Den⁠t⁠al care shor⁠t⁠age warran⁠t⁠s ⁠i⁠nnova⁠t⁠⁠i⁠ve s⁠t⁠ra⁠t⁠egy ⁠i⁠n Flor⁠i⁠da | Op⁠i⁠n⁠i⁠on

By: Sal Nuzzo / 2019



Tallahassee Democrat
Holly Bullard and Sal Nuzzo, Your Turn
Published 4:00 a.m. ET Feb. 11, 2019

Florida is in the midst of a dental access crisis. There are too few dentists to go around, especially in rural, hard-to-reach and low-income communities. As a result, oral health suffers.

Although dentists have been stepping up to provide more pro bono services, it’s still not enough. There are 24 counties in Florida with a population-to-dentist ratio greater than 3,000 to one.

And while Florida is far from the only state experiencing a shortage in dentists, we are not yet among those addressing the problem through dental therapy, an effective, safe and innovative solution proven to help increase access to care for underserved populations.

The 2019 Florida Legislature will consider proposals to authorize a new category of oral health practitioners called “dental therapists,” an effort being spearheaded by Reps. Rene Plasencia and Juan Fernandez-Barquin and Sen. Jeff Brandes. This policy reform has already been adopted in Minnesota, Maine, Vermont, Michigan, Oregon, Washington and Alaska, and multiple other states are considering adding them to the oral health workforce.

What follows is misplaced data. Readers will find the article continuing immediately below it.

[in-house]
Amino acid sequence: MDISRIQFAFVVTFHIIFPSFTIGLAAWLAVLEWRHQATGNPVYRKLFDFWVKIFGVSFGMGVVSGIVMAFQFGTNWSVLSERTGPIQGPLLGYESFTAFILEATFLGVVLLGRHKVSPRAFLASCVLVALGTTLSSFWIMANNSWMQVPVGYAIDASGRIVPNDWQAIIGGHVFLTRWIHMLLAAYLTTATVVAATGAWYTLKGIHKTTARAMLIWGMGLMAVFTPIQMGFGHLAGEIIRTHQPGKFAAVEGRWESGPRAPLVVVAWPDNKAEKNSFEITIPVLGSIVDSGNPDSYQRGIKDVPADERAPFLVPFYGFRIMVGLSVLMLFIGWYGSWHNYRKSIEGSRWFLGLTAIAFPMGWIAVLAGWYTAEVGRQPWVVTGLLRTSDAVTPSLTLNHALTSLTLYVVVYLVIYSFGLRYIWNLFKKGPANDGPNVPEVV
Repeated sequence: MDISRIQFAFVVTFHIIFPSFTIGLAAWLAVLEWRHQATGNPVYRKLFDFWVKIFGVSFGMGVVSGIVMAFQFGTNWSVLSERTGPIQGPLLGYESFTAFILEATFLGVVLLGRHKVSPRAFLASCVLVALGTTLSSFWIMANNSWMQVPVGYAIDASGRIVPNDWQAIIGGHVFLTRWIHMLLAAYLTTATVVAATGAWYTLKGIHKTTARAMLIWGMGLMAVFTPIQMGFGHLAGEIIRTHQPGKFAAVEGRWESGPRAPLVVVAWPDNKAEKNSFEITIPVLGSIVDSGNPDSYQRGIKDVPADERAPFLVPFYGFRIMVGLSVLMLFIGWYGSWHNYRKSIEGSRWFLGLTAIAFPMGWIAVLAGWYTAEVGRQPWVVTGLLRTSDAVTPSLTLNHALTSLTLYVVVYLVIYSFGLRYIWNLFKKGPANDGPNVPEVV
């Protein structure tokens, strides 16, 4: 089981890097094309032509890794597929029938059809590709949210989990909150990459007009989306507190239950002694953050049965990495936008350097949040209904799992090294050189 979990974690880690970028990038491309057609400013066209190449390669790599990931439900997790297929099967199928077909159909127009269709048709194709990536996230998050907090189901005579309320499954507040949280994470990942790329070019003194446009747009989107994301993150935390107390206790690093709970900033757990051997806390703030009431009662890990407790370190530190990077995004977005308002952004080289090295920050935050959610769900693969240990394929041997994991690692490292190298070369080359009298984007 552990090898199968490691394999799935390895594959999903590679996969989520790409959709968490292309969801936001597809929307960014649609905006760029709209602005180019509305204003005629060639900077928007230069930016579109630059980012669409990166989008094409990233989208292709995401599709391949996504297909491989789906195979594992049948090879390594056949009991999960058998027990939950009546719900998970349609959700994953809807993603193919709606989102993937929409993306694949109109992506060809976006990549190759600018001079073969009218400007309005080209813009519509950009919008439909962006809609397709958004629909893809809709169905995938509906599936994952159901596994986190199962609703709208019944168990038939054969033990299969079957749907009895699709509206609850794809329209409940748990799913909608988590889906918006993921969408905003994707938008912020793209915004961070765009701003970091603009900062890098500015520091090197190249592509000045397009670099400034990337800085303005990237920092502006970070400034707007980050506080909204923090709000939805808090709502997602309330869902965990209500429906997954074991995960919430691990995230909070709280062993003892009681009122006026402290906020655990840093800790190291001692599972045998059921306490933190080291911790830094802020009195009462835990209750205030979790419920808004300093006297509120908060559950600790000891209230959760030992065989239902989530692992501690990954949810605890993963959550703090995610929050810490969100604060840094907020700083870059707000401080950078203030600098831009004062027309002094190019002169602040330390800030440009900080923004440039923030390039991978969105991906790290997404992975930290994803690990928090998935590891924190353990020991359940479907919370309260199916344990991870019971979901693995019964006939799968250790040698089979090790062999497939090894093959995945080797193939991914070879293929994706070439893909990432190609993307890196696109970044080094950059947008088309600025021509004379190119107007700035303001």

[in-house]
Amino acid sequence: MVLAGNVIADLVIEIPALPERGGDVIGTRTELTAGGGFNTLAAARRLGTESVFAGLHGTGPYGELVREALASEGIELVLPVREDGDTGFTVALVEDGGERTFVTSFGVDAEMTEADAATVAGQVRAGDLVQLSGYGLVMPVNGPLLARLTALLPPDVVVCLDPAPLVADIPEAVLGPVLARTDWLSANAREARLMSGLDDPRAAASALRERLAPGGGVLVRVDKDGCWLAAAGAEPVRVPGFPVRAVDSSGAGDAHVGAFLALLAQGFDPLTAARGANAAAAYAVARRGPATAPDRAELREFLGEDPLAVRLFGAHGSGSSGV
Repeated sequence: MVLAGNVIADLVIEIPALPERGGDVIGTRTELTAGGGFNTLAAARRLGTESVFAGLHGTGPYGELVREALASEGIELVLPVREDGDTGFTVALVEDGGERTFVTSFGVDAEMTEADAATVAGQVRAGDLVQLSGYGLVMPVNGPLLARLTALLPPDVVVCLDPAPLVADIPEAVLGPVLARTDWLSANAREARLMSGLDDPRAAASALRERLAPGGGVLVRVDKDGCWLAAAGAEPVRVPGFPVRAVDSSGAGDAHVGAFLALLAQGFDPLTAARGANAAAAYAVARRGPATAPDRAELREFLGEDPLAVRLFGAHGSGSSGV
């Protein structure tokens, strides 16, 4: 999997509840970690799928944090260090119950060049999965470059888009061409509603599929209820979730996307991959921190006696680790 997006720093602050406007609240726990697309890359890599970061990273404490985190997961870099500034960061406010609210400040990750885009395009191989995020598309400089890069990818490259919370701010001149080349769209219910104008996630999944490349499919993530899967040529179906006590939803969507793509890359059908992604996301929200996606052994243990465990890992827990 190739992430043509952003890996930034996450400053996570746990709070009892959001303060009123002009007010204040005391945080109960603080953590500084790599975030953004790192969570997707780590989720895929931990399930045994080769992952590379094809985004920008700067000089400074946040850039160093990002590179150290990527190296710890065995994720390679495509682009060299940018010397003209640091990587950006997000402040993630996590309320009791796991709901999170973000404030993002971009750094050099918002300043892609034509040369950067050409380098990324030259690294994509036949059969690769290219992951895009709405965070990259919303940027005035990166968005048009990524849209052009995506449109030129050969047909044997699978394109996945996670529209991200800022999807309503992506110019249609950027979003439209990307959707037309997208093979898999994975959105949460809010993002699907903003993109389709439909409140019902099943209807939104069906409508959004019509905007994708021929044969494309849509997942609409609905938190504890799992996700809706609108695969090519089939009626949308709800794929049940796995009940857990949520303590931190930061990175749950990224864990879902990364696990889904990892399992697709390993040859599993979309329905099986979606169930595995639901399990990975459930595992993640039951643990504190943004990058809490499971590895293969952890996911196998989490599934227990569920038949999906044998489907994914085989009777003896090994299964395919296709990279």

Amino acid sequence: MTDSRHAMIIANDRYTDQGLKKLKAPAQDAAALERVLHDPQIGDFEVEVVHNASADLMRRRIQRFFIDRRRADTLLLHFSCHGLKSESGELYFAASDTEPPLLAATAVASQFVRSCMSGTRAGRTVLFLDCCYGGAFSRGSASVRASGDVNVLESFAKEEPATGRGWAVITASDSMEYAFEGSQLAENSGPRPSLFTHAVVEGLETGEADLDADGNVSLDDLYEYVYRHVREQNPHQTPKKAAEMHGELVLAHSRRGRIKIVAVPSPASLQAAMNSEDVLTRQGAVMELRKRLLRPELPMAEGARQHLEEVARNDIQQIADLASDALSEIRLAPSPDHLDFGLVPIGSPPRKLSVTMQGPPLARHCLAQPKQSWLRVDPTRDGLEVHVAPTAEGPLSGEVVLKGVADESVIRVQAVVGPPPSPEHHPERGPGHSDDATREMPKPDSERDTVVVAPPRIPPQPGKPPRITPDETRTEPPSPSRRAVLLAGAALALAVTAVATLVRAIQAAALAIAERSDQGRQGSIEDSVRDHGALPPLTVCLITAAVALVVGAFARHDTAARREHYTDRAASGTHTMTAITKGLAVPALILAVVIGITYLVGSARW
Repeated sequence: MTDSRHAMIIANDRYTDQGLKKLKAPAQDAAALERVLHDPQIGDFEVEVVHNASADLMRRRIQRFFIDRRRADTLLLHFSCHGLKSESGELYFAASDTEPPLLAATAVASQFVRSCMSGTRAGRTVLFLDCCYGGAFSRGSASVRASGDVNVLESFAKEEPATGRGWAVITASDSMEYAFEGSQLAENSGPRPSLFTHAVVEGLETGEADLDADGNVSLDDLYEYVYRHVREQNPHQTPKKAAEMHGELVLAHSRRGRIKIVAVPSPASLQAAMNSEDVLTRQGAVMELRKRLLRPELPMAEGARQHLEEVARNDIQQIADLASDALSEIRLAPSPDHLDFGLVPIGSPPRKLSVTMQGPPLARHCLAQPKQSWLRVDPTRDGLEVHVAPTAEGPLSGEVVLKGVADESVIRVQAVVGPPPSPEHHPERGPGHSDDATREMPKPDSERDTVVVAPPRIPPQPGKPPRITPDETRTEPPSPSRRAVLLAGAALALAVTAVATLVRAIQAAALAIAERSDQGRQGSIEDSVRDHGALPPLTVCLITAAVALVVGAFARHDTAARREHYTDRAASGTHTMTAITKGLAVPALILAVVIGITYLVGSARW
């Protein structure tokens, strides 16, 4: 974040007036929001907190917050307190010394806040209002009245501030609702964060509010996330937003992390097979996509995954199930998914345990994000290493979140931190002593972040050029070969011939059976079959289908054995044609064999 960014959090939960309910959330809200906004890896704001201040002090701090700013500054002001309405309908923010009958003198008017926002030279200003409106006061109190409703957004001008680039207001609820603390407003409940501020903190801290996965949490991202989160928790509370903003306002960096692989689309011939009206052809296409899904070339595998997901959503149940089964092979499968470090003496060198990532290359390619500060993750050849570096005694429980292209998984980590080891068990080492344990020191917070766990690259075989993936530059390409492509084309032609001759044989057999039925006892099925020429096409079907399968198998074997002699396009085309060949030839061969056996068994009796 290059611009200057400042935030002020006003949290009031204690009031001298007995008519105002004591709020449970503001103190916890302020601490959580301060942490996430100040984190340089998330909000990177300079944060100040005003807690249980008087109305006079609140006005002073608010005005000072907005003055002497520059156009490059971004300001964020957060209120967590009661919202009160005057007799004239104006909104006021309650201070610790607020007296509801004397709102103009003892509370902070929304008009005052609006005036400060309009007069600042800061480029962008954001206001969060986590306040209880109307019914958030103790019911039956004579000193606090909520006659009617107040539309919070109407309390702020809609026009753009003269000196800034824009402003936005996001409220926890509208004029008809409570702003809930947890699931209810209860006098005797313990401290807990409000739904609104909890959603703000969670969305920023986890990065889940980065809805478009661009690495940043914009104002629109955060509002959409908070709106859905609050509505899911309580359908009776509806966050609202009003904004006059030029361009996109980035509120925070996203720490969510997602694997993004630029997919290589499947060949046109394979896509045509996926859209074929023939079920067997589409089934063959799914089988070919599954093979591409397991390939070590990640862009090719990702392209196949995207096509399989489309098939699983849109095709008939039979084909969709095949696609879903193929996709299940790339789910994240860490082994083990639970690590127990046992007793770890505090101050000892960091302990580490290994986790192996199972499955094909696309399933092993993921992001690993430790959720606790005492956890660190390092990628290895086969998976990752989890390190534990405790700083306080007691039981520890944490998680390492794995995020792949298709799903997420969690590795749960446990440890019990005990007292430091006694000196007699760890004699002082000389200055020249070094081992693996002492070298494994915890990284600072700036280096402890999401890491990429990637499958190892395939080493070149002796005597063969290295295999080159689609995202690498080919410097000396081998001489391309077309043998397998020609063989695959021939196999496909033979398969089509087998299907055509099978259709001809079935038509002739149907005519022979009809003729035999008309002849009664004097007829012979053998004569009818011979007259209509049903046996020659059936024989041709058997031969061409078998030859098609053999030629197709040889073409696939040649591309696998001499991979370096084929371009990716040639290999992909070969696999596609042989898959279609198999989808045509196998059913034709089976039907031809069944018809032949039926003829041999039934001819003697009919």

Dental therapists provide routine preventive and restorative care services such as filling cavities or placing temporary crowns. They are hired and supervised by dentists and able to practice outside of dental offices in community-based locations. In states that have adopted this innovation, individuals going through the program are trained right alongside future dentists. They take the same exam as future dentists. Much like an advanced registered nurse practitioner or physician’s assistant, their role is to expand the ability of people to get treatment and allow a dentist to operate at the higher end of his or her license.

A comprehensive report from the James Madison Institute highlighted the multiple benefits of adding dental therapists to Florida’s workforce. Increased access to care and improved oral health outcomes for underserved populations, reductions in wait and travel time and additional revenue injected into local economies are just a few of the benefits other states are experiencing.

For years, many Floridians, both insured and uninsured, have faced extreme barriers to accessing oral health care. Florida is ranked, for example, in the bottom quartile for its percentage of children covered by Medicaid who received preventive dental services.

Even more troubling? The number of people who end up in Florida emergency rooms for dental problems has grown by more than 56 percent, from 104,642 in 2005 to 163,900 in 2014.

The issue will only become worse as time goes on, as the nationwide shortage of dentists is projected to grow to 15,600 by 2025.

The Floridians for Dental Access coalition includes groups from all corners of the ideological spectrum, like JMI and the Florida Policy Institute. There may be areas of policy in which we have different proposals, but on this one, we are in complete agreement.

Dental therapy has broad appeal because it just makes sense. Licensing dental therapists is a crucial piece of the puzzle to meet the needs of Florida’s underserved communities.

Holly Bullard is chief strategy and operations officer at the Florida Policy Institute. Sal Nuzzo is VP of policy at the James Madison Institute.

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